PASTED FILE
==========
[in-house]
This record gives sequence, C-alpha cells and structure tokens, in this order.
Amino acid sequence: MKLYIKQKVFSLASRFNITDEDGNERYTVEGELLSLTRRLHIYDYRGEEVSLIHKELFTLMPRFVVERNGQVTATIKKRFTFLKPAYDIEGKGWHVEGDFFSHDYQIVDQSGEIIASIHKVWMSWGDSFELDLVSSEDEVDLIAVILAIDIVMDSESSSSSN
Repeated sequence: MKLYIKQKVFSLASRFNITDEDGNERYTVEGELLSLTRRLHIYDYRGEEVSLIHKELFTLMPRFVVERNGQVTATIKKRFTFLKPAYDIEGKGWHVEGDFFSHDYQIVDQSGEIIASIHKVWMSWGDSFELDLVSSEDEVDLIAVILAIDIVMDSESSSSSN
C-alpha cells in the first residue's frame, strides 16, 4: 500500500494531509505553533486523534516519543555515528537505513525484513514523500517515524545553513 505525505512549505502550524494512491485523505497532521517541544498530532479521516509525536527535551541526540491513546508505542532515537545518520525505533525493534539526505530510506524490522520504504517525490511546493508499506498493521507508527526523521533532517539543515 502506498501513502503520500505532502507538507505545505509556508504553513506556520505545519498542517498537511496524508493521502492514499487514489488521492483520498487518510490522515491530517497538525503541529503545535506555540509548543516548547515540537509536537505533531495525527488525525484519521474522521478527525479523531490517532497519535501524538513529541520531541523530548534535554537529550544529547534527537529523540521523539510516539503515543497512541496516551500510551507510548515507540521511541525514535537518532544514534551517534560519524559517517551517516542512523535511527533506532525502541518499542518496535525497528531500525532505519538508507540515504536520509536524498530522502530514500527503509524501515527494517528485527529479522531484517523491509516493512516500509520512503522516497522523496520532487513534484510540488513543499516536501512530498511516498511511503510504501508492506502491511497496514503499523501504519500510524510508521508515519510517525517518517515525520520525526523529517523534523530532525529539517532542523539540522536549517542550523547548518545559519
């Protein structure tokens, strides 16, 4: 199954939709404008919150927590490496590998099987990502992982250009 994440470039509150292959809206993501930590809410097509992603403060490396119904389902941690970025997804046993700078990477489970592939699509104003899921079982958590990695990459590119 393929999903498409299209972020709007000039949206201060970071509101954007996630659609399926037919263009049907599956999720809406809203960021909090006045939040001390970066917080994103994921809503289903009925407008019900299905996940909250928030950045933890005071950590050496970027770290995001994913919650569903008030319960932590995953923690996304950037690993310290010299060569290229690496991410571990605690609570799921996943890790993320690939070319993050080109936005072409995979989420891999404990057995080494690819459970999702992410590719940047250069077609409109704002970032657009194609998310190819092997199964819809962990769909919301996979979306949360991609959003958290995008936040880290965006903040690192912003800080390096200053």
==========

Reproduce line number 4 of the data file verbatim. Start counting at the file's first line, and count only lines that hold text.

Repeated sequence: MKLYIKQKVFSLASRFNITDEDGNERYTVEGELLSLTRRLHIYDYRGEEVSLIHKELFTLMPRFVVERNGQVTATIKKRFTFLKPAYDIEGKGWHVEGDFFSHDYQIVDQSGEIIASIHKVWMSWGDSFELDLVSSEDEVDLIAVILAIDIVMDSESSSSSN